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Climacteric. 2007 Oct;10 Suppl 2:74-8.

Osteoporosis: non-hormonal treatment.

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  • 1Division of Bone Diseases (World Health Organization Collaborating Center for Osteoporosis Prevention), Department of Rehabilitation and Geriatrics, University Hospitals, Geneva, Switzerland.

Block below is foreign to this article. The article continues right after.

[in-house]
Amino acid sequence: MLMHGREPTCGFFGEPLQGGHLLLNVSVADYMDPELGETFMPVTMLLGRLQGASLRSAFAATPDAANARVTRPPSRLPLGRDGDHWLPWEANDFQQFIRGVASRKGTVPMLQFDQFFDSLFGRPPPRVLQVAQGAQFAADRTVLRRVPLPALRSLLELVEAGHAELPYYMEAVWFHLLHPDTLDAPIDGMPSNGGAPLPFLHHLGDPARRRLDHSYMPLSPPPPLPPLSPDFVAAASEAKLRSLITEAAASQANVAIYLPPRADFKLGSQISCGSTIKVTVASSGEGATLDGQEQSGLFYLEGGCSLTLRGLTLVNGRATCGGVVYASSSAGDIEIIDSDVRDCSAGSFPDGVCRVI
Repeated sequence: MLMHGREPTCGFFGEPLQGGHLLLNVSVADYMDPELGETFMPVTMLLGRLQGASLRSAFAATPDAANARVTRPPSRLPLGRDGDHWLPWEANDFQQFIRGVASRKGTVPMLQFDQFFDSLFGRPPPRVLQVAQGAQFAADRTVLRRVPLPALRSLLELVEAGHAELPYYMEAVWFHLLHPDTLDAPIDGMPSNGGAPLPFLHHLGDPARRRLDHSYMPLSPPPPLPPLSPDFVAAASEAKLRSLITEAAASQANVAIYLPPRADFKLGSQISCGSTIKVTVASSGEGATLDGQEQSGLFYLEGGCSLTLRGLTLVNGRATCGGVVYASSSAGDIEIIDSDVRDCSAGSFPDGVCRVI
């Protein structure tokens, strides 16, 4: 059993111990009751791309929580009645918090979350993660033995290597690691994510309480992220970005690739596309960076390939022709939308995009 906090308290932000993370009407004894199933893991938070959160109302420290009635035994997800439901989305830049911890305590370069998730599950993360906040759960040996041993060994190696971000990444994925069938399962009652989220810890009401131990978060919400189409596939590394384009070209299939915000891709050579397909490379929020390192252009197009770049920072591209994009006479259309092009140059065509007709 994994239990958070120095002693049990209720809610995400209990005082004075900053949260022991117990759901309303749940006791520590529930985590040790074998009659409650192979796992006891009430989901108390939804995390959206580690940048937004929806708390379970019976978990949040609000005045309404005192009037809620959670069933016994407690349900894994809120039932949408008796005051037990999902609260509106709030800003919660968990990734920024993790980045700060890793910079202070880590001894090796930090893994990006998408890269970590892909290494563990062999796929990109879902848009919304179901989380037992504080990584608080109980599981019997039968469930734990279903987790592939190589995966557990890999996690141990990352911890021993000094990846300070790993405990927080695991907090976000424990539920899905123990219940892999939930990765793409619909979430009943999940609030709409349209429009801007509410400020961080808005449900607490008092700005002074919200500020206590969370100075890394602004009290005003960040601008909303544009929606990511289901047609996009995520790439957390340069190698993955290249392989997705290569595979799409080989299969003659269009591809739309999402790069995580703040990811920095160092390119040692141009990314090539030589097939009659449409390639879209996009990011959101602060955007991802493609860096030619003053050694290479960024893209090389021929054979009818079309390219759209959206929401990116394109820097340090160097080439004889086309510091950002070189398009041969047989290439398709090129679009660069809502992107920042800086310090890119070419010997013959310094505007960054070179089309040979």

Significant progress has been achieved in osteoporosis treatment, in terms of agents with novel mechanisms of action, of new schedules of administration, and of long-term treatment safety demonstration. Alendronate, ibandronate, intranasal calcitonin, parathyroid hormones, raloxifene, risedronate, hormone replacement therapy, strontium ranelate and zoledronate decrease the risk of vertebral fracture. Alendronate, risedronate, strontium ranelate and zoledronate reduce the risk of hip fracture in women with osteoporosis, hormone replacement therapy in postmenopausal women, and calcium and vitamin D in institutionalized patients. In two meta-analyses, the combination of calcium and vitamin D was able to reduce the risk of falling, and hip fracture risk was decreased (>700 IU/day). Two subsequently published large trials were unable to detect any antifracture effect. PTH(1-84) reduces the risk of new vertebral fracture. There is no indication that combining PTH with a bone resorption inhibitor has any additional benefit to either drug alone. Strontium ranelate is a new agent for the treatment of osteoporosis, with antifracture efficacy whatever the severity of osteoporosis. An extension of the phase 3 trials up to 5 years has shown sustained antifracture efficacy. The humanized monoclonal antibody to the receptor activator of nuclear factor-kappaB ligand (RANKL) denosumab causes a rapid, high-magnitude, dose-dependent inhibition of bone resorption. Spine, hip and forearm bone mineral density increased, to an extent slightly higher than with the weekly administration of 70 mg alendronate.

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